Duration of unemployment in youth transitions from schooling to work in Cape Town
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University of Cape Town
The transition from school to work marks the beginning of the labour market experience of youth. If smooth and efficient, it can be a springboard to a successful career. However, it often is not a smooth transition and youth can be trapped in unemployment for relatively long periods. This paper makes use of a youth panel data set, the Cape Area Panel Survey (CAPS), which is rich in information about job search and timing of employment to illuminate the issue of youth transition to the labour market. Utilising month-by-month calendar entries, we are able to chart detailed labour market activity of youth in Cape Town. Following this, the nature and degree of duration dependence in the Cape Town labour market is examined using survival analysis. Furthermore, we examine whether the hazard of exiting the unemployment state is positive, negative or constant. Economic theory suggests that where the unemployment rate is very high, duration dependence should be negative, meaning that the likelihood of exiting a state of unemployment decreases with the length of the unemployment spell. The reasoning behind this postulation is that in an environment of high unemployment, the discouraged worker effect is prevalent, and it is likely that workers will decrease their search intensity or resort to a more passive means of job search. These factors could serve to decrease the exit probability of the unemployed.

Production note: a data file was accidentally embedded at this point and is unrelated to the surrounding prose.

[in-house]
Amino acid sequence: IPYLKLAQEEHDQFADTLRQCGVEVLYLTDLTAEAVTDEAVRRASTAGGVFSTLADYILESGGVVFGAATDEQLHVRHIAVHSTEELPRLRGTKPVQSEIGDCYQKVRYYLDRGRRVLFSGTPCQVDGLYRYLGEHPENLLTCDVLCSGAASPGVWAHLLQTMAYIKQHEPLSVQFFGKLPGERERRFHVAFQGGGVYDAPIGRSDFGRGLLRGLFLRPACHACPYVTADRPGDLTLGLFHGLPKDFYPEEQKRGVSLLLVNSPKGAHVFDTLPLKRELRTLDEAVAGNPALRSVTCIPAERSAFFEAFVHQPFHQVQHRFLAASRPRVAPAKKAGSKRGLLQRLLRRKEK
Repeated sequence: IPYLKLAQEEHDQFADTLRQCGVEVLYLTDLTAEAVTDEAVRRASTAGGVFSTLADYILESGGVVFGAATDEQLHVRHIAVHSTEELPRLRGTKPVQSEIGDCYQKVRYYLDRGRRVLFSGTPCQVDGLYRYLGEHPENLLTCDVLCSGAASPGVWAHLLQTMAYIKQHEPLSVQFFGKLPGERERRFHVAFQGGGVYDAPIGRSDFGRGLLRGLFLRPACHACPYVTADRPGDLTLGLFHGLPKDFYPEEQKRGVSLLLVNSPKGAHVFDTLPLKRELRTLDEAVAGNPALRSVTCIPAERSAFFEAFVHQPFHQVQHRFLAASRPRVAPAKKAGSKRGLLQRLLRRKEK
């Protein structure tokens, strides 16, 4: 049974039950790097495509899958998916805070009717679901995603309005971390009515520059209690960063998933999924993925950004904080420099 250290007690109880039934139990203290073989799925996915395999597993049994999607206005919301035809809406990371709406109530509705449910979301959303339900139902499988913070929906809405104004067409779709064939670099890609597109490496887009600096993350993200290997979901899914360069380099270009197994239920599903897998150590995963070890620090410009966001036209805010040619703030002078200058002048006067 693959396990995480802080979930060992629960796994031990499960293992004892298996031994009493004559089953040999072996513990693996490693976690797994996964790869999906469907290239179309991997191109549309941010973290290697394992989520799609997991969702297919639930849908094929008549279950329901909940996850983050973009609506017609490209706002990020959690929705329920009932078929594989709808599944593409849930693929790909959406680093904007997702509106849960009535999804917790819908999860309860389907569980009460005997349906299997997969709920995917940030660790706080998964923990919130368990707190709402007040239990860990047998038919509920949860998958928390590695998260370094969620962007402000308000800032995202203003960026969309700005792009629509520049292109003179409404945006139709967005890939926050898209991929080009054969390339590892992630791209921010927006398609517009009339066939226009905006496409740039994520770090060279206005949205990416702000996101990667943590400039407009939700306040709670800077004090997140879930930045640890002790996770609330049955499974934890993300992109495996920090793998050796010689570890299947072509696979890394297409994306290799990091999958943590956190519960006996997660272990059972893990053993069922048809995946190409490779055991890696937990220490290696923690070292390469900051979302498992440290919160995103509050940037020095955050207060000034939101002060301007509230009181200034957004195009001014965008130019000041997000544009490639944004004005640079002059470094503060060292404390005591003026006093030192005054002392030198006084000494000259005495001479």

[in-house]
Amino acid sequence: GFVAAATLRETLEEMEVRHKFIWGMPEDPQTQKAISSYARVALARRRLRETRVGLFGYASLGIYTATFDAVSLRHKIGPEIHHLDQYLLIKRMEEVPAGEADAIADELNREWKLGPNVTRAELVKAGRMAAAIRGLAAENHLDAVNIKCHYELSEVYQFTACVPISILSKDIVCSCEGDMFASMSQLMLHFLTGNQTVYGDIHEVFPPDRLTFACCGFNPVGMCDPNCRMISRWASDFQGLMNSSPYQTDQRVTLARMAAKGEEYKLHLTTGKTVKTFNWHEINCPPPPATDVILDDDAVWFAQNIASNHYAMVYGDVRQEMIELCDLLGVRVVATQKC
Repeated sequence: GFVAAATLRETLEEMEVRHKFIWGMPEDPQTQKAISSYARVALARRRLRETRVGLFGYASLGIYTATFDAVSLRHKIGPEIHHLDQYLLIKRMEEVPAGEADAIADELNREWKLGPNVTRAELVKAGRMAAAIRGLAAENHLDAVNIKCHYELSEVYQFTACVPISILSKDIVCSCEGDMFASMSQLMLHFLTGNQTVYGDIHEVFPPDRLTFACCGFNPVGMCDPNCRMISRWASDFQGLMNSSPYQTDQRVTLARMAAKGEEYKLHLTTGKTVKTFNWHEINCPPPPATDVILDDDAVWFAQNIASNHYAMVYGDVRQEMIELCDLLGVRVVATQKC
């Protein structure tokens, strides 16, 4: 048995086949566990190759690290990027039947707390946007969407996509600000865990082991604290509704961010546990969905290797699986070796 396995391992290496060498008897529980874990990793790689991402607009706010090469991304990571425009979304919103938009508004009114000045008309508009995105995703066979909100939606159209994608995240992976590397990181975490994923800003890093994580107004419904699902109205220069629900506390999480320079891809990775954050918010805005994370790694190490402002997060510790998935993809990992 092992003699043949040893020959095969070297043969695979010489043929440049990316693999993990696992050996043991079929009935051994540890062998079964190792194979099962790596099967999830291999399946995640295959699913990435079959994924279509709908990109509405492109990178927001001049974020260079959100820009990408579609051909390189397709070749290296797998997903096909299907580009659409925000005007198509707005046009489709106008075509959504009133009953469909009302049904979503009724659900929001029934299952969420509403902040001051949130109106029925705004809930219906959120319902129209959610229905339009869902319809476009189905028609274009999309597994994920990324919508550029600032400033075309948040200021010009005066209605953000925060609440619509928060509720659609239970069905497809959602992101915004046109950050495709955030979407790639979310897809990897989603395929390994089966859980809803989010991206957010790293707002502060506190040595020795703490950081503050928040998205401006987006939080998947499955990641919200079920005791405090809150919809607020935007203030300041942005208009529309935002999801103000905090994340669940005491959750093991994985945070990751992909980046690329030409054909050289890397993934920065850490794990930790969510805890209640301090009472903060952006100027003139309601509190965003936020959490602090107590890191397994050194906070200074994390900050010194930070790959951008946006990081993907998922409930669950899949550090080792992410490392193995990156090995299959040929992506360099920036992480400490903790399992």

Cecil Mlatsheni: Senior Lecturer in the School of Economics, University of Cape Town, email@example.com Murray Leibbrandt: The DST/NRF Research Chair in Poverty and Inequality Research, the Director of SALDRU and a Principal Investigator on the National Income Dynamics Study at the University of Cape Town